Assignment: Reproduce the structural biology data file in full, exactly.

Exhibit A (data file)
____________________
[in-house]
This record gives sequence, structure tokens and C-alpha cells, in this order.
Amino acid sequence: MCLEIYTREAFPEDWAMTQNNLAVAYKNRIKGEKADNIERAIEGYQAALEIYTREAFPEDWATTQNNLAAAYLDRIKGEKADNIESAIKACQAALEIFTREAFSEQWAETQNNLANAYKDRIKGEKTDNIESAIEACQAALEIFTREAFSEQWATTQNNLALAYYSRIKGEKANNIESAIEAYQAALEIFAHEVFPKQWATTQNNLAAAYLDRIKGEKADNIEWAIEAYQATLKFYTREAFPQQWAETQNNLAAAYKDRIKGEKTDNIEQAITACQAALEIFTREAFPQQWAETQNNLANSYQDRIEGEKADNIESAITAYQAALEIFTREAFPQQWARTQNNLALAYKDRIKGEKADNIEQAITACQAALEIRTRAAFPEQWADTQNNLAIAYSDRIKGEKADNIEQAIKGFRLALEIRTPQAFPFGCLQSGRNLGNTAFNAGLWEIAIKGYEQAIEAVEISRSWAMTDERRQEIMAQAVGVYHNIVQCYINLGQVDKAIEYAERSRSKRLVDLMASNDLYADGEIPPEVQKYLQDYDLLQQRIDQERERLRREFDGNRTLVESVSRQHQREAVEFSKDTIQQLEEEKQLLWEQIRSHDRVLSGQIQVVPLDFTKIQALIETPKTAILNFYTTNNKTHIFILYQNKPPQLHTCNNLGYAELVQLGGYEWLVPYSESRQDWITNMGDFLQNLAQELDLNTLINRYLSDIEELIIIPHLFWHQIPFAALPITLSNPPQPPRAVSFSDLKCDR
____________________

[in-house]
This record gives sequence, structure tokens and C-alpha cells, in this order.
Amino acid sequence: MCLEIYTREAFPEDWAMTQNNLAVAYKNRIKGEKADNIERAIEGYQAALEIYTREAFPEDWATTQNNLAAAYLDRIKGEKADNIESAIKACQAALEIFTREAFSEQWAETQNNLANAYKDRIKGEKTDNIESAIEACQAALEIFTREAFSEQWATTQNNLALAYYSRIKGEKANNIESAIEAYQAALEIFAHEVFPKQWATTQNNLAAAYLDRIKGEKADNIEWAIEAYQATLKFYTREAFPQQWAETQNNLAAAYKDRIKGEKTDNIEQAITACQAALEIFTREAFPQQWAETQNNLANSYQDRIEGEKADNIESAITAYQAALEIFTREAFPQQWARTQNNLALAYKDRIKGEKADNIEQAITACQAALEIRTRAAFPEQWADTQNNLAIAYSDRIKGEKADNIEQAIKGFRLALEIRTPQAFPFGCLQSGRNLGNTAFNAGLWEIAIKGYEQAIEAVEISRSWAMTDERRQEIMAQAVGVYHNIVQCYINLGQVDKAIEYAERSRSKRLVDLMASNDLYADGEIPPEVQKYLQDYDLLQQRIDQERERLRREFDGNRTLVESVSRQHQREAVEFSKDTIQQLEEEKQLLWEQIRSHDRVLSGQIQVVPLDFTKIQALIETPKTAILNFYTTNNKTHIFILYQNKPPQLHTCNNLGYAELVQLGGYEWLVPYSESRQDWITNMGDFLQNLAQELDLNTLINRYLSDIEELIIIPHLFWHQIPFAALPITLSNPPQPPRAVSFSDLKCDR